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Llew Smith: To ask the Secretary of State for Foreign and Commonwealth Office what assistance the United Kingdom plans to provide to (a) Iraqi civilians hit by coalition missiles or bombs and (b) the family survivors of Iraqi civilians killed by the coalition invasion of Iraq. 
The United Kingdom takes its responsibilities toward the Iraqi people extremely seriously. Coalition forces are taking the utmost care to minimise the impact of the conflict on civilians and to provide humanitarian assistance where appropriate.
Michael Fabricant: To ask the Secretary of State for Foreign and Commonwealth Affairs pursuant to his oral answer of 25 March 2003, Official Report, column 153, on Anglo-French Relations, if he will publish the (a) analysis and (b) methodology behind that analysis of the cost of enlargement of the European Union; and if he will make a statement.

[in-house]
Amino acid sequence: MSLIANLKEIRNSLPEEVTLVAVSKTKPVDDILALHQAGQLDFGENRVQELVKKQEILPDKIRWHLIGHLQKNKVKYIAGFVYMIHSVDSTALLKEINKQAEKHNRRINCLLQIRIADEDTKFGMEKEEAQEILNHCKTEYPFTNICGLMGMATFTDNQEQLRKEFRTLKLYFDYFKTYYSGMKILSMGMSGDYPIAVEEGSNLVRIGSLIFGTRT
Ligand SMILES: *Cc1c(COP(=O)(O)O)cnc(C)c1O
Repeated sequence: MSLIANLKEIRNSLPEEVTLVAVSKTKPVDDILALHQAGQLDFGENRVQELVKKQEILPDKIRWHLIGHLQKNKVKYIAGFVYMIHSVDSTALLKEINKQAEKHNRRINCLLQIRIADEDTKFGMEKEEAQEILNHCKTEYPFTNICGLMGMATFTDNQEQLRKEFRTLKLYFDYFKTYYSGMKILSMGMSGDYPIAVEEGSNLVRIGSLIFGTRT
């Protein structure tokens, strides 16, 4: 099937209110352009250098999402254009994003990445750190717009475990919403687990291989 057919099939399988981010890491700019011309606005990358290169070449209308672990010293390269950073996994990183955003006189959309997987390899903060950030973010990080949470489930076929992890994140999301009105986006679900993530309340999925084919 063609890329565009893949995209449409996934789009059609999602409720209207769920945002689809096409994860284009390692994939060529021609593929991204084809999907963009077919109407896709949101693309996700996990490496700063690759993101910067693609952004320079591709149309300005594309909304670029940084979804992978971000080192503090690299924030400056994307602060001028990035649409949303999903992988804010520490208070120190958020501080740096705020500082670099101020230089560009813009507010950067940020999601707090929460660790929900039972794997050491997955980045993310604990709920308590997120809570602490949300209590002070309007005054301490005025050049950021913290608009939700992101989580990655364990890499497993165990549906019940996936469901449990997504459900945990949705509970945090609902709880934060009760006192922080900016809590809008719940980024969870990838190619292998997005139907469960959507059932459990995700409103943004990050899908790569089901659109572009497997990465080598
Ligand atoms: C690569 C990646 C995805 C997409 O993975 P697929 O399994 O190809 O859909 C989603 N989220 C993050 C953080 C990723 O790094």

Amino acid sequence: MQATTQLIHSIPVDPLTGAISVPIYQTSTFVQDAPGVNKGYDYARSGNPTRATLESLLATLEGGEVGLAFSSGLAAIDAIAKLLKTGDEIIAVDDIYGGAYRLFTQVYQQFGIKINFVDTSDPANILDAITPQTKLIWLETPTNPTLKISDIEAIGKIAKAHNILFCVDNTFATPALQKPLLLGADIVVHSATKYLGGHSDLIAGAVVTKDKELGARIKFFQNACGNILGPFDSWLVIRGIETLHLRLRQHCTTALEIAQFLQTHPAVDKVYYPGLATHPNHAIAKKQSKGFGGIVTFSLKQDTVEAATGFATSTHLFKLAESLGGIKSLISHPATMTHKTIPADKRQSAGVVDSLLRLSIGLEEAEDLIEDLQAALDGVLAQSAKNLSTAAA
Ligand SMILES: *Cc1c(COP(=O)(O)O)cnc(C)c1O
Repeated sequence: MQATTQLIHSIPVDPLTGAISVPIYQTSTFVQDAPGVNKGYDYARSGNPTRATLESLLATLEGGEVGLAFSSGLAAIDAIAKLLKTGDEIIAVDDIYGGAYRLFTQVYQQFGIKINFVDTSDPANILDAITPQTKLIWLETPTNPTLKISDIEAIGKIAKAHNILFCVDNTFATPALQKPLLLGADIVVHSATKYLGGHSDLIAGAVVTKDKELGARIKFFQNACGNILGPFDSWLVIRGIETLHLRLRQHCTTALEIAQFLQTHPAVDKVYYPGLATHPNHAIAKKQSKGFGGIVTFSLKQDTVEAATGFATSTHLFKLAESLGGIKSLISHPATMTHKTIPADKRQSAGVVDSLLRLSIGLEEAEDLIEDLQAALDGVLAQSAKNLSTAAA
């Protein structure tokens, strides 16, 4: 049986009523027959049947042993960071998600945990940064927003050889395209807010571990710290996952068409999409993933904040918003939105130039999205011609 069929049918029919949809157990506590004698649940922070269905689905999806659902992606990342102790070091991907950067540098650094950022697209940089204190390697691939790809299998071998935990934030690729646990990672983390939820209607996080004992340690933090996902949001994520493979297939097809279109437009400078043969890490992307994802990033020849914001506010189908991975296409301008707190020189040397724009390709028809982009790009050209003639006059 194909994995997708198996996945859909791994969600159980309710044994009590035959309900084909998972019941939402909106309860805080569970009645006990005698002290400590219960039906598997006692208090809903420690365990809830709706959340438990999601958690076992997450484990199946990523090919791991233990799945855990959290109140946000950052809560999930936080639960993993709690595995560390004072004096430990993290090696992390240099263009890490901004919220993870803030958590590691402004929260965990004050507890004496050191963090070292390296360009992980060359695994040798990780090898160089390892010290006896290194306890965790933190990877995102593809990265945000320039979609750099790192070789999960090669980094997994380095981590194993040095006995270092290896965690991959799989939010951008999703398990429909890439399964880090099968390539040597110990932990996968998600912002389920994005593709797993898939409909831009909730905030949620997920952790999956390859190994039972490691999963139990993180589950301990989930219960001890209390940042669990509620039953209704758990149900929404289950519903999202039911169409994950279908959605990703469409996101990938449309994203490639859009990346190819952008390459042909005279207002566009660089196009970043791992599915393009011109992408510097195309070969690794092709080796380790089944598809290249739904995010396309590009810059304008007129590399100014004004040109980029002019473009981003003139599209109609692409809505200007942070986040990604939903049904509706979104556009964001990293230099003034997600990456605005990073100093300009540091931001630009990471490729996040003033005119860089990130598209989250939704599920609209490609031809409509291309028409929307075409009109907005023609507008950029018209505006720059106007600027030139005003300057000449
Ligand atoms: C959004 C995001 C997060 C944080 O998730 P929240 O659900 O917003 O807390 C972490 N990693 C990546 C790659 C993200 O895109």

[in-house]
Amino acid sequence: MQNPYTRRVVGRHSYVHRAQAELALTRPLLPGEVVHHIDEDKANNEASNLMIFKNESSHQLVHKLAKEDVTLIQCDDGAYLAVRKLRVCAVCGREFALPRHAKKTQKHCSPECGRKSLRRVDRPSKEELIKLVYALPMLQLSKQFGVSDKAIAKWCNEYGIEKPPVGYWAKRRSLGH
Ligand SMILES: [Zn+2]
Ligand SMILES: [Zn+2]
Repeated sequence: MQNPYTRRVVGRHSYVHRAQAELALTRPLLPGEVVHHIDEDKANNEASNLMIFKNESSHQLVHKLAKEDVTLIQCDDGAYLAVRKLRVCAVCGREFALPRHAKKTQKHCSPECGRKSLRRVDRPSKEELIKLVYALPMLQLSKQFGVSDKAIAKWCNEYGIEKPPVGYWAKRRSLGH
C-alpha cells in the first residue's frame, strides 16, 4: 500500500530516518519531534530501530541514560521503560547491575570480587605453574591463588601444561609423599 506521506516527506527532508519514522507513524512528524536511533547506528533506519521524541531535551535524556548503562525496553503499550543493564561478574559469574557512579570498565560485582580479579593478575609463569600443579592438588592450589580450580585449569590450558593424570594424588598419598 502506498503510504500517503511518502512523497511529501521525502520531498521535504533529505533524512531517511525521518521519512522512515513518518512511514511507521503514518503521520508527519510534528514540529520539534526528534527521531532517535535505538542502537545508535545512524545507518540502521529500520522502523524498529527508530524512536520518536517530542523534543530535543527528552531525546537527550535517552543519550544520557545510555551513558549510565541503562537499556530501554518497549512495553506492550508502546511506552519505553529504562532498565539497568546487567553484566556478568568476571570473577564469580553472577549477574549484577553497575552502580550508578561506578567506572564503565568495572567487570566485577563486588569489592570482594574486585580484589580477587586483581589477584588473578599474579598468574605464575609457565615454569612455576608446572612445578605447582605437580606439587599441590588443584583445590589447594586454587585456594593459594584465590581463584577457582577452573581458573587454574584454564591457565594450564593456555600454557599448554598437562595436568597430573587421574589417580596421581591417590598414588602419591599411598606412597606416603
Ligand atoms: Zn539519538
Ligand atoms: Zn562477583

Mr. MacShane: In my reply I inadvertently quoted a figure of 1.75 billion euros; this should be up to £1.75 billion. The estimate of the positive economic effect on UK GDP from enlargement is taken from a study by Baldwin R. E., J. F. Francois & Fortes R. (1997) "The costs and benefits of eastern enlargement: the impact on the EU and central Europe", Economic Policy, No. 24, April 1997. The study estimates have been updated to 1999 GDP figures and prices.
Mr. Dismore: To ask the Secretary of State for Foreign and Commonwealth Affairs if he will make a statement on the use of force in Northern Cyprus on 25 March to prevent the holding of a referendum on the Cyprus peace plan in the village of Doganci (Elye); and what action he is taking in response to the arrest of Erdogan Sorakin, Ahmet Barcin, Izzet Izcan, Niyazi Duzgun, Mehmet Bicen and Ali Gulle, political and trade union leaders in Northern Cyprus. 
Mr. MacShane [holding answer 31 March 2003]: We have followed the events of 25 March with great concern. We deplore any interference by the Turkish Cypriot authorities which curtails the Turkish Cypriots' rights of assembly and of free, peaceful expression of their political views. We have protested to the Turkish Cypriot authorities and continue to monitor the situation closely.